Engaged Buddhism

From Wikipedia, the free encyclopedia
Jump to: navigation, search

Engaged Buddhism refers to Buddhists who are seeking ways to apply the insights from meditation practice and dharma teachings to situations of social, political, environmental, and economic suffering and injustice. Finding its roots in Vietnam through the Zen Buddhist teacher Thich Nhat Hanh, Engaged Buddhism has grown in popularity in the West.[1]

Asian Origins[edit]

The term was coined by Vietnamese Zen Buddhist teacher Thich Nhat Hanh (known as Thay to his students), inspired by the Humanistic Buddhism reform movement in China by Taixu and Yinshun, and later propagated in Taiwan by Cheng Yen and Hsing Yun.[2] At first, he used Chinese characters (a scriptural language of Vietnamese Mahayana Buddhism), 入世佛教 (lit: Worldly Buddhism, 入世 = enter + world). During the Vietnam War, he and his sangha (spiritual community) made efforts to respond to the suffering they saw around them.[3] They saw this work as part of their meditation and mindfulness practice, not apart from it.[3] Thich Nhat Hanh outlined fourteen precepts of Engaged Buddhism[4] which explained his philosophy.

The Fourteen Precepts
1) Do not be idolatrous about or bound to any doctrine, theory, or ideology, even Buddhist ones. Buddhist systems of thought are guiding means; they are not absolute truth.
2) Do not think the knowledge you presently possess is changeless, absolute truth. Avoid being narrow minded and bound to present views. Learn and practice nonattachment from views in order to be open to receive others' viewpoints. Truth is found in life and not merely in conceptual knowledge. Be ready to learn throughout your entire life and to observe reality in yourself and in the world at all times.
3) Do not force others, including children, by any means whatsoever, to adopt your views, whether by authority, threat, money, propaganda, or even education. However, through compassionate dialogue, help others renounce fanaticism and narrow-mindedness.
4) Do not avoid suffering or close your eyes before suffering. Do not lose awareness of the existence of suffering in the life of the world. Find ways to be with those who are suffering, including personal contact, visits, images and sounds. By such means, awaken yourself and others to the reality of suffering in the world.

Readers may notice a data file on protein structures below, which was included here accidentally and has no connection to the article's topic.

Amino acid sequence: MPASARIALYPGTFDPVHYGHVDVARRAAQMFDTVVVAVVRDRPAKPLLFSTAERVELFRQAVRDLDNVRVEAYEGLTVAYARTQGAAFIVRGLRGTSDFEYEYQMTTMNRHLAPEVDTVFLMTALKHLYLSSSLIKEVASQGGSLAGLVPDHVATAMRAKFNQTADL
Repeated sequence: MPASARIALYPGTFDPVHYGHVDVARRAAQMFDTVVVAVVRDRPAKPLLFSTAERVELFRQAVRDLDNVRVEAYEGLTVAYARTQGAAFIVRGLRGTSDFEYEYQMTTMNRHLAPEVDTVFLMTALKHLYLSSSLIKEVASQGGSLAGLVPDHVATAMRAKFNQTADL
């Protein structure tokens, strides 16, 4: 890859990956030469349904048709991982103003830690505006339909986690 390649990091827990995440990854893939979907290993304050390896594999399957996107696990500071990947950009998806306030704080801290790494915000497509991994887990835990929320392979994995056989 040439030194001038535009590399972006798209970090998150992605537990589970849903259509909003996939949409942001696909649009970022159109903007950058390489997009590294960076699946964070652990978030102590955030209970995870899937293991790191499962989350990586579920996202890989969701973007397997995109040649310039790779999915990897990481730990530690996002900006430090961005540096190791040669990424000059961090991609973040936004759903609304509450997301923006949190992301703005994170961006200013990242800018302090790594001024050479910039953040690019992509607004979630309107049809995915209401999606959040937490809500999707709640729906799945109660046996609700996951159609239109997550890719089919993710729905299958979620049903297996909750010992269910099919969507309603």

5) Do not accumulate wealth while millions are hungry. Do not take as the aim of your life fame, profit, wealth, or sensual pleasure. Live simply and share time, energy, and material resources with those who are in need.
6) Do not maintain anger or hatred. Learn to penetrate and transform them when they are still seeds in your consciousness. As soon as they arise, turn your attention to your breath in order to see and understand the nature of your hatred.
7) Do not lose yourself in dispersion and in your surroundings. Practice mindful breathing to come back to what is happening in the present moment. Be in touch with what is wondrous, refreshing, and healing both inside and around you. Plant seeds of joy, peace, and understanding in yourself in order to facilitate the work of transformation in the depths of your consciousness.
8) Do not utter words that can create discord and cause the community to break. Make every effort to reconcile and resolve all conflicts, however small.
9) Do not say untruthful things for the sake of personal interest or to impress people. Do not utter words that cause division and hatred. Do not spread news that you do not know to be certain. Do not criticize or condemn things of which you are not sure. Always speak truthfully and constructively. Have the courage to speak out about situations of injustice, even when doing so may threaten your own safety.